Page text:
By Edward Li, PharmD, BCOP, Drugs and Biologics Editor
New and important developments related to Risk Evaluation and Mitigation Strategies (REMS) will ease the impact of this regulation on clinicians. Most significantly, the U.S. Food and Drug Administration (FDA) is seeking to remove Medication Guides from the REMS process because of the substantial burden Medication Guide-only REMS impose on manufacturers, providers, and the FDA (“The Pink Sheet,” June 21, 2010). The FDA is investigating ways to streamline this process and to reduce the workload in this area.
The FDA is revising its policies and approaches to REMS based on public feedback; the work that NCCN has done through hosting the NCCN Oncology Summit: Recommendations for REMS Stakeholders and publishing a draft REMS White Paper (link to: http://www.nccn.org/about/news/ebulletin/2010-06-28/rems_white_paper.asp) may have contributed to this reconsideration. For example, participants at the NCCN REMS Oncology Summit (link to: http://www.nccn.org/about/news/ebulletin/2010-05-17/rems.asp), held on May 7, 2010, expressed concern over the issues related to the Medication Guides, and an FDA representative acknowledged the limitations of Medication Guides at this meeting. Additionally, some key discussions at the NCCN REMS Oncology Summit included:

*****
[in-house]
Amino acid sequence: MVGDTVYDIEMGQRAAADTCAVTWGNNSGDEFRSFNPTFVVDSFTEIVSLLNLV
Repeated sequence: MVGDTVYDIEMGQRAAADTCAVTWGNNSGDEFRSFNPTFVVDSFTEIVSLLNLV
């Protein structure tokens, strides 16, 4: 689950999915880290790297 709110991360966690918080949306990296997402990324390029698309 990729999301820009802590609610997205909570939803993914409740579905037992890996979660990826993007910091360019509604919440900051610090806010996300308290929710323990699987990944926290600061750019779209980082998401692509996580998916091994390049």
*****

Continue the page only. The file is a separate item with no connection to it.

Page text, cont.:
In related events, on June 28, 2010, the FDA informed manufacturers of long-acting opioids that the REMS for their products will not require provider or patient registration. Originally, in February 2009, the FDA informed manufacturers of certain opioid products that their product would require a REMS, citing safety concerns related to the improper selection of patients treated with opioids, misuse, abuse, and overdose (intentional and accidental). It was expected that the class-wide REMS for opioids would include elements to assure safe use (ETASU), which would require that physicians enroll in a program and that pharmacies verify prescriber training. However, the FDA recently acknowledged concerns that pharmacies and physicians would utilize other options that did not require registration, thus decreasing access. Additionally, public input suggested that creating a patient registry would hinder the useful prescribing of these drugs; patients may forgo treatment to avoid the stigma associated with taking an opioid.
Therefore, the FDA narrowed its approach to opioid REMS. The current focus is now on prescriber and patient education. Physician education would be voluntary, and the manufacturers would provide prescribers with FDA-approved patient education materials to be used during patient counseling sessions. Assessing the effectiveness of the REMS will also be emphasized. Manufacturers are working with the FDA to identify and collect baseline metrics in prescriber/patient knowledge, behaviors, and health outcomes so that improvement can be measured.
As the FDA considers the future of Medication Guides and opioid REMS, clinicians should keep these events in mind: